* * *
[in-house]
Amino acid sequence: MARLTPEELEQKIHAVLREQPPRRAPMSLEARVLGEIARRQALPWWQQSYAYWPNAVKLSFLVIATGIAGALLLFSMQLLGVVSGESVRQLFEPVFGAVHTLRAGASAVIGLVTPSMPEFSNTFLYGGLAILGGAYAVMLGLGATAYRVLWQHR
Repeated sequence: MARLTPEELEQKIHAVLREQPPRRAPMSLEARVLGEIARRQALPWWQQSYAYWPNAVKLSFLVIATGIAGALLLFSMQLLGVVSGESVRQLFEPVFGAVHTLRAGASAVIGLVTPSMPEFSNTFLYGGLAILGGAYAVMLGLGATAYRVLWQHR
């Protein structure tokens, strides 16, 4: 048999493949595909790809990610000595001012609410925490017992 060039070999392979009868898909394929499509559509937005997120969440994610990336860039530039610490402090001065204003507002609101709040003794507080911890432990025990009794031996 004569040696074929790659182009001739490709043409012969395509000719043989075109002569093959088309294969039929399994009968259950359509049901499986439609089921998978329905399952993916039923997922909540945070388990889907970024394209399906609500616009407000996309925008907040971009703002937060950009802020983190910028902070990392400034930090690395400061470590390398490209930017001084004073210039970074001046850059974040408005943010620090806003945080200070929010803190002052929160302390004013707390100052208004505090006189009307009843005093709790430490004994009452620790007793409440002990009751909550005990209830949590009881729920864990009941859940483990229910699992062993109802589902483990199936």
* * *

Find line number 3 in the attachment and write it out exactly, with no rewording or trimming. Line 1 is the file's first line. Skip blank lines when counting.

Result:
Repeated sequence: MARLTPEELEQKIHAVLREQPPRRAPMSLEARVLGEIARRQALPWWQQSYAYWPNAVKLSFLVIATGIAGALLLFSMQLLGVVSGESVRQLFEPVFGAVHTLRAGASAVIGLVTPSMPEFSNTFLYGGLAILGGAYAVMLGLGATAYRVLWQHR